Separation Pay under Special Laws
WHAT DO SPECIAL LAWS PROVIDE REGARDING SEPARATION PAY?
Special laws can and do provide specific instances in which payment of separation pay is required. Otherwise put, under laws outside PD 442 or beyond collective bargaining agreements (CBAs) and contracts of employment, certain specified elements or events or actions can give rise to an obligation of paying separation pay on the part of an employer.
For instance, it is provided under RA 7610 [June 17, 1992], otherwise known as the “Special Protection of Children Against Abuse, Exploitation and Discrimination Act,” as amended, that in case the violation of its provisions has resulted in the death, insanity or serious physical injury to a child employed in such establishment or that the firm or establishment has employed a child for prostitution or obscene or lewd shows or if there is imminent danger to the life and limb of the working child in accordance with the occupational safety and health standards, the establishment shall be ordered closed immediately and permanently and the employer shall pay all employees affected by the closure their separation pay and other monetary benefits provided for by law.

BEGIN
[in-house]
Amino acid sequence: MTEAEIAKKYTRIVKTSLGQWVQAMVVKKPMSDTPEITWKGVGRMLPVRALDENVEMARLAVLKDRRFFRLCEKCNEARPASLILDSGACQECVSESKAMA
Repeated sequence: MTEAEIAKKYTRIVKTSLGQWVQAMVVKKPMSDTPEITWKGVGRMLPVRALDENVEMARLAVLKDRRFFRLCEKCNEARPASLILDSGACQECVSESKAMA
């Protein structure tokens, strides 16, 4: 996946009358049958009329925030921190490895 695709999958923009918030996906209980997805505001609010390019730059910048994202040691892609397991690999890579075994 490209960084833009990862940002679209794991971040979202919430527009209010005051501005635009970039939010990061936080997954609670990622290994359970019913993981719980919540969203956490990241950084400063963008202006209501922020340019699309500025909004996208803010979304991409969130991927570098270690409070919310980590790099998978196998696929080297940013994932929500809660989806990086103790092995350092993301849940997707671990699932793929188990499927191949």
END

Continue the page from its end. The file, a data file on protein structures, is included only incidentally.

Although the said law does not specify the amount of separation pay and other monetary benefits that should be paid to the employees affected by the closure, the same is readily determinable as the law itself and its implementing rules state that it shall be in accordance with the separation pay and other monetary benefits “provided for by law,” obviously referring to the separation pay provided under Article 283 of the Labor Code on closure or cessation of operations of establishment or undertaking not due to serious business losses or financial reverses the amount of which shall be equivalent to one (1) month pay or at least one-half (1/2) month pay for every year of service, whichever is higher. A fraction of at least six (6) months shall be considered one (1) whole year.